Dyson: Trump propagating "racism by inference"

ftn_dyson.jpg
Georgetown University professor Michael Eric Dyson on "Face the Nation," May 1, 2011.
CBS

Prominent African-American academic Michael Eric Dyson on Sunday accused Donald Trump of propagating "racism by inference," and said his recent questioning of President Obama's background was "shameful" and "sad."

Trump has in recent months earned both attention and criticism for pushing "birther"-inspired claims that the president may not have been born in the United States.

Now, even after Mr. Obama released his long-form birth-certificate, Trump has continued to question the president's background - namely attempting to raise doubt about Obama's Ivy League credentials.

"The word is [the president] wasn't a good student and he ended up getting into Columbia and Harvard," Trump said in a recent press appearance, vaguely citing things he had read in the media when asked about his source on Mr. Obama's academic performance: "I'd like to know, how does he get into Harvard? How does he get into Columbia if he isn't a good student?"

Mr. Obama received an undergraduate degree from Columbia University in 1983, and then went on to Harvard Law School, where he graduated magna cum laude. He was also president of the Harvard Law Review, the first African American in that position.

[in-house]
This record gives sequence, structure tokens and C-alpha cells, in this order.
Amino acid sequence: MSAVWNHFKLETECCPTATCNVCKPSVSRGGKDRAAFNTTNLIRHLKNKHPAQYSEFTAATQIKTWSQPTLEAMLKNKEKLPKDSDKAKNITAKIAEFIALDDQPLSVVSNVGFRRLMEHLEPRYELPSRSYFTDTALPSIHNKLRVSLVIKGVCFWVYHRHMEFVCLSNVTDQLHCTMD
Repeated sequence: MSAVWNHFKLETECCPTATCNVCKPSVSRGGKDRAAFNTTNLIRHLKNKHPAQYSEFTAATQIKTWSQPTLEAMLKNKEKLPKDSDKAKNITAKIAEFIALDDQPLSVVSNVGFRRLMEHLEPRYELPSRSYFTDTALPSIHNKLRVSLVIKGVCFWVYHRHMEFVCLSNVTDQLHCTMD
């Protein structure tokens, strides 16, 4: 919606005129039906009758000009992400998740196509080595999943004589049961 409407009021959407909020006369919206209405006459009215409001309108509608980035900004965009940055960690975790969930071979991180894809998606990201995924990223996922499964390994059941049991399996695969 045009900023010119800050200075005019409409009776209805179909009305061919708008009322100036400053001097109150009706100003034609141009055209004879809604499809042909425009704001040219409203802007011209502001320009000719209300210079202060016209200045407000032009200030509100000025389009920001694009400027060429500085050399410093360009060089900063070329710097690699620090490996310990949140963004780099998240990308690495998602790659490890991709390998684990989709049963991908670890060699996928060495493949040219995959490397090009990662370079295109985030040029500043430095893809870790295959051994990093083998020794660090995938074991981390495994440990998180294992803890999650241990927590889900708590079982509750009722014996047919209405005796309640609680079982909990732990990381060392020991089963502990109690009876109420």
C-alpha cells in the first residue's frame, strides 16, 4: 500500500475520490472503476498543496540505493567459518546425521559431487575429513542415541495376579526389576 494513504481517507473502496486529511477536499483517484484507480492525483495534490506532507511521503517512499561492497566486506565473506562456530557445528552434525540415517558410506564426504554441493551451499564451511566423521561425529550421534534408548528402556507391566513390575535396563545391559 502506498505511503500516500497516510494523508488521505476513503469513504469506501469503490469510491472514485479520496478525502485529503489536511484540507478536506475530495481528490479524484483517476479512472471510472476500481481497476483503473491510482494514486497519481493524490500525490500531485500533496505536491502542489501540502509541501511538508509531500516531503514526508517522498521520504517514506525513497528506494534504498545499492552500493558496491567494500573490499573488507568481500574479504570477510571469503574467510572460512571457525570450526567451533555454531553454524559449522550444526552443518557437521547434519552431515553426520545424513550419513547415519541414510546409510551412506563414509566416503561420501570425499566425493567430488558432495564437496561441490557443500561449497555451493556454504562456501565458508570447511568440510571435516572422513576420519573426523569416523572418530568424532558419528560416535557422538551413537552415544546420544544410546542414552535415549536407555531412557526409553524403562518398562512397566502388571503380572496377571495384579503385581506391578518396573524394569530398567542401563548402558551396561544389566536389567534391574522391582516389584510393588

Dyson, in an appearance on CBS' "Face the Nation," said Trump's accusations about Mr. Obama's history were meant to imply that "Obama is not up to snuff.

"This is racism by inference," he told CBS' Bob Schieffer. "Skepticism about black intelligence and suspicion about black humanity have gone hand in hand throughout the history of this country in feeding the perception that black people don't quite measure up."

"The reality is that Barack Obama has been called to account by a man who has nothing near the intellectual credibility or the social standing that the president has," he added.

Condemning Trump's efforts promote what he described as "conspiracy theories, half-hearted truths [and] factual errors," Dyson argued that attacking the president's academic history was "retroactive bigotry" - and that Republicans should clarify their positions on Trump's claims.

"Unfortunately, Donald Trump has commandeered the bully pulpit," Dyson said. "If he is indeed the voice of Republicans, they ought to say so. But if not, they ought to distance themselves from him and suggest that this obsession with the birth of Barack Obama has to be put aside to deal with more serious and sustained issues.

"Make no mistake: This is part of a racist trajectory," he added.

Dyson defended the White House's recent decision to release Mr. Obama's long-form birth certificate, arguing that although the "birther" issue "was ended among reasonable people a long time ago," the president effectively had no alternative.

"He had no choice," Dyson told Schieffer. "He used it to his strategic advantage, but he had no choice but to give in to the vicious bigotry out there [and] say, 'Let's put an end to this.'

"He is standing in for the rest of us as African-Americans," Dyson continued. "We are constantly questioned as to our legitimacy - whether we belong or not - and Barack Obama is our big brother in that case. ... An assault on him is an assault on everybody."